When a patient is diagnosed with breast cancer, the goal of early treatment for both early and locally advanced breast cancer is to eradicate the cancer and keep it from coming back.
Metastatic breast cancer is a stage of breast cancer where the disease has spread to sites beyond the axillary lymph nodes. It is not a specific type of breast cancer, but the most advanced stage of breast cancer. Although metastatic breast cancer has spread to another part of the body, it’s still considered and treated specifically as breast cancer.
Typically, symptoms of metastasis, or distant recurrence, may include shortness of breath, weight loss and bone pain.
According to the Susan G. Komen Breast Cancer Foundation, it’s estimated that at least 154,000 people in the United States have metastatic breast cancer. Most often, it arises months or years after a person has completed treatment for early or locally advanced breast cancer.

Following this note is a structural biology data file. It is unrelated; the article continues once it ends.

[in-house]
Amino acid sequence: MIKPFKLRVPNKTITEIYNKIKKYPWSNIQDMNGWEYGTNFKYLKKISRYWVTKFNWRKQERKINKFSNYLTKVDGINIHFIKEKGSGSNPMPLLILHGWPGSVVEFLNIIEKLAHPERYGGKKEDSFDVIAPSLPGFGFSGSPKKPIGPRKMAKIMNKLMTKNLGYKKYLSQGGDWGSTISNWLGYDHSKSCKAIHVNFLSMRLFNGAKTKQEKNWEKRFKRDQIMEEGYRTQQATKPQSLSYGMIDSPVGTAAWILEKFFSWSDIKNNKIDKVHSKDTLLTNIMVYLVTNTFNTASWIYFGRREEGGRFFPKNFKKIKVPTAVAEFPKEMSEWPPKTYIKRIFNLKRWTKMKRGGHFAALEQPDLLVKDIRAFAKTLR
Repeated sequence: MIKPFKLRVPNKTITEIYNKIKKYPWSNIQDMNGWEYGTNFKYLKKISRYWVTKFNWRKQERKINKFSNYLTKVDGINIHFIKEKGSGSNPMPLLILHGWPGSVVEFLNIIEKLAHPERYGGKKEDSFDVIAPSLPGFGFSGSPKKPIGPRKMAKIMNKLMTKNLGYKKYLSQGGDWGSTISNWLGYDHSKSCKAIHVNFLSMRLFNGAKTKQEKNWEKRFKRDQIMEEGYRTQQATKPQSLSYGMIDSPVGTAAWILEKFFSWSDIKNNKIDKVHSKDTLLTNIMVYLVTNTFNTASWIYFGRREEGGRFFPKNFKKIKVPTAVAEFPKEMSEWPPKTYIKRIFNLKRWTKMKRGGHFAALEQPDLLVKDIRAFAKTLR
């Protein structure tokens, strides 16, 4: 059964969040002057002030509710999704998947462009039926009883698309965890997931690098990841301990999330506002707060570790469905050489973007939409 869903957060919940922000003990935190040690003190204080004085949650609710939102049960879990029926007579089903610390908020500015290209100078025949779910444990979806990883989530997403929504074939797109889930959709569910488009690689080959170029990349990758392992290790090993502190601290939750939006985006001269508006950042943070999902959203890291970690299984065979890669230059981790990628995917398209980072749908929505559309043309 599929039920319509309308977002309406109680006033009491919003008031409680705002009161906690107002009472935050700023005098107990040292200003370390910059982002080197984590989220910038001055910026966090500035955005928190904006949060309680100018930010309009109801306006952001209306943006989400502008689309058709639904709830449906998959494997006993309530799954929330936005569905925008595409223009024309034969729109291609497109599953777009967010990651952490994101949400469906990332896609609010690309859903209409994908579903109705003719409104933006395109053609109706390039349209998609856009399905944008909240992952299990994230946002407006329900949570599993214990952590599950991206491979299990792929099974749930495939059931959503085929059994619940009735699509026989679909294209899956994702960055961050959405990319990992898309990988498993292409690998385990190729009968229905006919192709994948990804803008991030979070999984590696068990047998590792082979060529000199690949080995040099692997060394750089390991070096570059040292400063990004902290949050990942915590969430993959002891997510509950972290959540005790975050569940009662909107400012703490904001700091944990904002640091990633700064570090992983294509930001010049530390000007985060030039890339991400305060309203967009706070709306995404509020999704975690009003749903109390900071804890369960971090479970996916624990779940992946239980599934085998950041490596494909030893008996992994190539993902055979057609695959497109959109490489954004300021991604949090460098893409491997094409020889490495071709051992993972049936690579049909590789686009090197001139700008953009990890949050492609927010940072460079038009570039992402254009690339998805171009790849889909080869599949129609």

No cure currently exists for metastatic breast cancer. Many of those affected continue treatment with the goal of extending the best quality of life possible.
Gov. Rick Snyder has proclaimed Oct. 13 as Metastatic Breast Cancer Awareness Day. In his proclamation, Snyder noted there is still more research to be done for metastatic breast cancer to develop new and more effective treatments.
The proclamation also makes mention of a searchable database that provides patients, family members and the public with information about ongoing clinical research studies at clinicaltrials.gov.
Learn more about breast cancer recurrence here. For other information on breast cancer including resources, research, volunteer opportunities and fundraising, visit komenmichigan.orgor cancer.org.
Tags: metastatic breast cancer